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My Miracle

As told to Chaya Stein

This was my third gastroenterologist in six years, and I doubted this random hospital pediatrician would find a cure for me when the others couldn’t

Wednesday, September 13, 2017

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U ch, was the first thought that crossed my mind as I entered the waiting room of my new gastroenterologist. Why am I here? The walls of the room were some sort of cheerful, babyish color, and I seemed to be double the age of every other patient in the room. Frankly, I felt dumb. This was my third gastroenterologist in six years, and I doubted that this random hospital pediatrician would be able to find a cure for me when the others couldn’t.

When I finally got called into the examining room, though, my tune changed. Unlike the others, this doctor was a frum Jew. He understood me. He knew my way of life, the life of a typical Bais Yaakov girl. He spoke to me as an adult, and he even told me to go enjoy all of the foods I had been forbidden to eat ever since sixth grade, as long as I take my medicine every day. He did tell me, though, that I had to schedule a colonoscopy, something the doctors had been trying to avoid until then.

So I scheduled the colonoscopy for a week after Pesach. I would have to miss two days of school for it, but I didn’t mind. As much as I loved school and being with friends, a break was always appreciated. And I was glad that I would finally find out what was wrong with my body.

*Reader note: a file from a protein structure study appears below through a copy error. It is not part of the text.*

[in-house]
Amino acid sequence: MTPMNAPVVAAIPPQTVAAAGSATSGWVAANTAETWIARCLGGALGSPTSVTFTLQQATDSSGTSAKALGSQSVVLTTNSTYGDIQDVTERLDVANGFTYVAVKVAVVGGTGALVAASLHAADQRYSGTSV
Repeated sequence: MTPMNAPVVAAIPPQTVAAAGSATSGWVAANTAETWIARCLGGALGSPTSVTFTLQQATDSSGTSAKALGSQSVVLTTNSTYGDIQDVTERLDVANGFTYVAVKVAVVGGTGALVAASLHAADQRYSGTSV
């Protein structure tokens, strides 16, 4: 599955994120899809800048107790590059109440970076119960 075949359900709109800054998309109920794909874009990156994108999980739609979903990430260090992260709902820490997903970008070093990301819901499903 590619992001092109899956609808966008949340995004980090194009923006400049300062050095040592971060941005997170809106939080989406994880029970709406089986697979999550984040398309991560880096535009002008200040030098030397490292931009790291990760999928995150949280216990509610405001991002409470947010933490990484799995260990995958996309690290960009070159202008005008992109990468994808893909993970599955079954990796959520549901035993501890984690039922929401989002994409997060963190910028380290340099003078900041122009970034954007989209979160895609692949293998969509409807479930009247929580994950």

Little did I know what I would really find out.

At some point over Pesach, a new idea occurred to me; I should say Asher Yatzar every time I exit the bathroom. I had heard countless times that it’s a segulah for good health, and I was finally going to try it for myself. I had always admired the girls in school who did this, but I had never been one of them. I didn’t have that kind of patience. Now, I would acquire the patience, as a zechus for my own refuah.

The two days of school that we had between Pesach and my colonoscopy were days of intense gratitude to Hashem for making me a normal girl in a normal school doing normal things. I’d had a taste of illness and hospitals, and it was like an alternate universe. I’ve learned my lesson of gratitude, I naively thought. Now it’s time to get better.

 

When I went to the hospital for the colonoscopy, I acted very cheerful. While waiting, I made friends with the nurses, enemies with the IV in my arm, and I studied chemistry in the hospital bed. I also read a few pages of an inspirational book I had brought along. It was my way of coping, but inside I was scared. Petrified, really.

The guy in the bed next to mine was a few years my senior, and he had gone through multiple brain surgeries. Hearing about his life through the flimsy curtain that separated us made me appreciate my life so much more. After a period of time that seemed endless, I was finally wheeled into the operating room. It was a cool room, I decided. The technician introduced himself as Carlos, the same name as my school janitor. 

The anesthesiologist introduced herself, too, and I asked her how long it would take for the anesthesia to knock me out. She said it would be just a few seconds, and she said that I would remain groggy, if not sleeping, for about an hour after the procedure. I told her, “You don’t know me. I’ll be up soon.” (Excerpted from Mishpacha Jr., Issue 677)

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